PINDAR. Works. Oxford, Sheldonian Theatre, 1697.
Folio. Original tan calf, upper and lower covers bordered in gilt, spine profusely decorated in gilt, with 5 raised bands and red spine label, marbled endpapers, green cloth bookmark; pp.(1, frontispiece), [xxxiv], 497, [82, index], , 78, [1, errata]; a very good copy with some bumping and rubbing to the covers, and a little cracking to the lower hinge, some pages with toning, bookplate of Thomas de Gray attached to front paste down endpaper.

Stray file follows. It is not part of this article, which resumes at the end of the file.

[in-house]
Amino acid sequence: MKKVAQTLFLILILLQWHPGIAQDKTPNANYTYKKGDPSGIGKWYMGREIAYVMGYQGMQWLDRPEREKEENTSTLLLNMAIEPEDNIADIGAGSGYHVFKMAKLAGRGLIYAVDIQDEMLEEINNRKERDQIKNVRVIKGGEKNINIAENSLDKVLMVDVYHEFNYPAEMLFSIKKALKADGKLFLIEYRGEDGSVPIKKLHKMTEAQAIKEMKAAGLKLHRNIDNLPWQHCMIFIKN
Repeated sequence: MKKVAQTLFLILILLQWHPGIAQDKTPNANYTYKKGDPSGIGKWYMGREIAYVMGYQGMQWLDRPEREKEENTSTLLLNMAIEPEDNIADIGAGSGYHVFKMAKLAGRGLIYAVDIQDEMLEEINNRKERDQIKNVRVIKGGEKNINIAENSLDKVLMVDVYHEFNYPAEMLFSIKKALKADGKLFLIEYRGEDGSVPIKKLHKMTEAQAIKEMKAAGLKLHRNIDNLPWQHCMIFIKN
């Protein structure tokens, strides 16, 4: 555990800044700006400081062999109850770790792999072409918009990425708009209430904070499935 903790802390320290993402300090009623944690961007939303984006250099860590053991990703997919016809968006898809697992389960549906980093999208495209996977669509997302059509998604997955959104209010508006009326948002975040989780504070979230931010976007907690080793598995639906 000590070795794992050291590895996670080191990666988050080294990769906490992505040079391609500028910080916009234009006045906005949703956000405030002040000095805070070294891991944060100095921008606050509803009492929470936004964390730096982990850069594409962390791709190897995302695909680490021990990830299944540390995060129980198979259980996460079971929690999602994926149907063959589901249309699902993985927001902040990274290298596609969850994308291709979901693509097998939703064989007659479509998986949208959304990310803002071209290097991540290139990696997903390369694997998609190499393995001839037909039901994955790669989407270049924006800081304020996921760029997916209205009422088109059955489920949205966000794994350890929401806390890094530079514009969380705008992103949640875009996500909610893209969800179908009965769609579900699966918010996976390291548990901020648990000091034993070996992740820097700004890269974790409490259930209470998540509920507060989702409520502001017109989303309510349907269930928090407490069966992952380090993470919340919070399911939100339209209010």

Pindar is one of the nine canonical lyric poets of ancient Greece and, of those, he is the writer with the best preserved body of work. His writings reflect the values of Archaic Greece as it entered the Classical period, and were among the first works to reflect on the nature of the poet and poetry. Pindar wrote on a great many topics including traditional myths, in which he was something of an apologist for the more concerning acts committed by various gods, and in support of his friends and acquaintances. There is a rather amusing passage where he carefully avoids discussing the death of Neoptolemus, who according to tradition died in a fight with the priests at Delphi over how to divide up some sacrificial meat. This edition of Pindar's work is presented in parallel Greek and Latin, including extensive notes and footnotes.